Supermarket bosses are being urged to work with trade unions to protect jobs in light of tough trading conditions and sweeping cuts across the sector.
Unite union has written a letter to the bosses of nine supermarket chains in the UK and Ireland, including Asda, Marks & Spencer, Sainsbury’s, Tesco and Morrisons, to request personal meetings “to explore more constructive avenues to secure jobs.”
Union representatives from the distribution and retail sectors will hold a summit in Salford later today (May 14) to discuss the current situation and formulate plans aimed at increasing the pressure on retailers to enter talks.
It comes just weeks after Tesco reported a record £6.4bn loss, as group trading profit plummeted 58.2% to £1.4bn.
Other retailers addressed in the letter include Co-operative Food, Musgrave Retail Partners which operates Budgens, Spar and BWG Foods in Ireland.
Unite national officers for retail distribution Adrian Jones and Matt Draper and national officer for food Julia Long said: “Our members have become increasingly concerned over threats to their terms and conditions and job security.
“We have therefore taken the unusual step of writing to all of the major grocery retailers in the country to try to establish a common view on securing a future for all.”
Earlier this month Sainsbury’s reported in its full year results to March 14 that during the period it had restructured its store support centres to “improve efficiencies” and cut job roles by 500. Last month, it also announced it would be structuring stores to improve efficiency and customer service, which it expects will result in around 800 fewer roles. Reports have also suggested that Tesco could be looking to cut as many as 10,000 jobs, but the retailer has not confirmed or released a number.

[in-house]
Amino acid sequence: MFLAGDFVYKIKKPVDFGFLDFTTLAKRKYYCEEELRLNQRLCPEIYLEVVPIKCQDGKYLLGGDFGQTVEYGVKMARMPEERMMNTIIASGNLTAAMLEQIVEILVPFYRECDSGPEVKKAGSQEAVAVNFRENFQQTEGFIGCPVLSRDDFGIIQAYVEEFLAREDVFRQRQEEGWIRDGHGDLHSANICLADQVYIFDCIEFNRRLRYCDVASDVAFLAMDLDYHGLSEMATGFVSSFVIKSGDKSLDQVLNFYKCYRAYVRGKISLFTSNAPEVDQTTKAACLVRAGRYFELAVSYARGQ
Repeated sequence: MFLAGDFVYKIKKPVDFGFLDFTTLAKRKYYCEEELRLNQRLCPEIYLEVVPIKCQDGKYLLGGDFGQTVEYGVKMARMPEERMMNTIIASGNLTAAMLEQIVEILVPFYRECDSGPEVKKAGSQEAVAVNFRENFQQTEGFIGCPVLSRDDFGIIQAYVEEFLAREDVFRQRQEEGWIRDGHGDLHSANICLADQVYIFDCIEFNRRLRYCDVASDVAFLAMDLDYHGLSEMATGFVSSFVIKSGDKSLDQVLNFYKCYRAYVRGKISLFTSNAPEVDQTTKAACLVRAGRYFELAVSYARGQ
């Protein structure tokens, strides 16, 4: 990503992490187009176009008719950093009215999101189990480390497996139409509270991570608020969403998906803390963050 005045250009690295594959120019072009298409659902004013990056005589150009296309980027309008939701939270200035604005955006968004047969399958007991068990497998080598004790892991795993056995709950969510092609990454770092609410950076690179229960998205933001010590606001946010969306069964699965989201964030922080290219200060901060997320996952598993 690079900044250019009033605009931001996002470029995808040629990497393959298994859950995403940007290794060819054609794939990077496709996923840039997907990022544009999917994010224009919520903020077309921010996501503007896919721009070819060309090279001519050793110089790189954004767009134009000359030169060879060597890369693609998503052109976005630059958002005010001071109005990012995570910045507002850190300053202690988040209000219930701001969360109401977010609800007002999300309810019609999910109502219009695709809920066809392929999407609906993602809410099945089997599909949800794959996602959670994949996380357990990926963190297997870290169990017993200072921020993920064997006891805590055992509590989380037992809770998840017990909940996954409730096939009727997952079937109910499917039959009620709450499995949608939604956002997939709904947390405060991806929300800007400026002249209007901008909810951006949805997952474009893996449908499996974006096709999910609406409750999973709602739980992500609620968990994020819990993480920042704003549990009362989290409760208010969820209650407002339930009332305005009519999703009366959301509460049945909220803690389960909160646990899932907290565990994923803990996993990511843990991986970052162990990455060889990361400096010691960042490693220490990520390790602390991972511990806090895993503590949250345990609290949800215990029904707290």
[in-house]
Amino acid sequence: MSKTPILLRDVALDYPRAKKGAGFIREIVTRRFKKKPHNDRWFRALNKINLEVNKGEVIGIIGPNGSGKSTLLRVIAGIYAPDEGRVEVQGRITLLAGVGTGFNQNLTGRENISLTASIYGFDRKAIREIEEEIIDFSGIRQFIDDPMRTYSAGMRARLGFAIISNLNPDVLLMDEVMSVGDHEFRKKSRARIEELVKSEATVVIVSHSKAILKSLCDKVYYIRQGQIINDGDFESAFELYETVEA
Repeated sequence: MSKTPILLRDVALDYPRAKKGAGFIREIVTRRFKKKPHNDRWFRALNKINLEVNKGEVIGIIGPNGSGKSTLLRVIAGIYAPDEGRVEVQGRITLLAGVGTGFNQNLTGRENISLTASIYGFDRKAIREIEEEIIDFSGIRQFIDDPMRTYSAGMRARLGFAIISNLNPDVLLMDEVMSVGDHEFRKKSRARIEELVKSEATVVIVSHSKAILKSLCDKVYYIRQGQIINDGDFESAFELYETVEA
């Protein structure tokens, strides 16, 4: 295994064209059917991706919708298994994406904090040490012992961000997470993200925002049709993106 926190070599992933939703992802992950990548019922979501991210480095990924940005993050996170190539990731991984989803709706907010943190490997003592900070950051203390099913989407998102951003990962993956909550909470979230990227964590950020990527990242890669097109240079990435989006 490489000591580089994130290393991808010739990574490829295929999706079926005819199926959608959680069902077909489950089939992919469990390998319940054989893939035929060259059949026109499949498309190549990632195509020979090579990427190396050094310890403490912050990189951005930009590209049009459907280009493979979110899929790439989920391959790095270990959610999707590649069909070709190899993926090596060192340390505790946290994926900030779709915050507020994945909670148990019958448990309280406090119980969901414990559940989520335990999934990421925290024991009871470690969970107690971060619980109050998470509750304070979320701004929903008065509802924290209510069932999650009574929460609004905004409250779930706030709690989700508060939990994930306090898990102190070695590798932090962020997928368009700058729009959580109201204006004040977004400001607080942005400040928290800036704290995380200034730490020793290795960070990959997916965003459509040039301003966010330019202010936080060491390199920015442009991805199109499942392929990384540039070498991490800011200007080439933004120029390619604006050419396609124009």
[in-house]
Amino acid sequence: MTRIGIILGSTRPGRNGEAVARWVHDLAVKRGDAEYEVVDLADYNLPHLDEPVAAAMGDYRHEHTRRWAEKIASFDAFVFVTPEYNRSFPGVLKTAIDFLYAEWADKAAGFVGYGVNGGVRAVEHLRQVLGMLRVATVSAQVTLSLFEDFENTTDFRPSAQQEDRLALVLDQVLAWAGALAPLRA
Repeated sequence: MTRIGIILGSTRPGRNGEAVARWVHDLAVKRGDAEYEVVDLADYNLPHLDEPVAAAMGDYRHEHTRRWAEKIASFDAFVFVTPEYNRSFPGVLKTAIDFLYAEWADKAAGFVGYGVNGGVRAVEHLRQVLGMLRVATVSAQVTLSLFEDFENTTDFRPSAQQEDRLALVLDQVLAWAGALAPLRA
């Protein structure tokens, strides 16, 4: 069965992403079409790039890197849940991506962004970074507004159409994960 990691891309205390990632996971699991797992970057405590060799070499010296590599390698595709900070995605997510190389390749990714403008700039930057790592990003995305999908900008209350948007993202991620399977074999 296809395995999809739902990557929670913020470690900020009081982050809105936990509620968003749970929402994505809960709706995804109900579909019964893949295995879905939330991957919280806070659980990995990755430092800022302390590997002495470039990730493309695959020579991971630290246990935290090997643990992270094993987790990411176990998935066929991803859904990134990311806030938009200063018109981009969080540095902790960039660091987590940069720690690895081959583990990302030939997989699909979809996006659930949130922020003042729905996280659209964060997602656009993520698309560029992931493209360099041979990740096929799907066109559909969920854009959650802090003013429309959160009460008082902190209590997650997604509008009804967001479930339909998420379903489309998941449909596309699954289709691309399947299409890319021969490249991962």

Unite has claimed Morrison’s employed 128,000 in 2012, a number that dropped to 119,000 two years later. It added that the defined pension schemes and benefits of workers are also being “severely pruned” at Sainsbury’s and Tesco.
The letter from Unite continues: “We are very conscious of the trading position many retailers are currently facing but we do not agree that the only way to move forward is by decisions to close stores, attack pensions and lay off workers.
“We have worked with employers for many years across the entire retail sector and hope that the progress that has been made in trying to establish a healthy and constructive relationship will not be lost in the race to protect profits.
“We believe that there may be an alternative way to turn around the fortunes in retail that does not put our members’ jobs and terms and conditions at risk.
“The success of any company when faced with challenges relies as much on the shop floor workers as it does on the executives and money men.”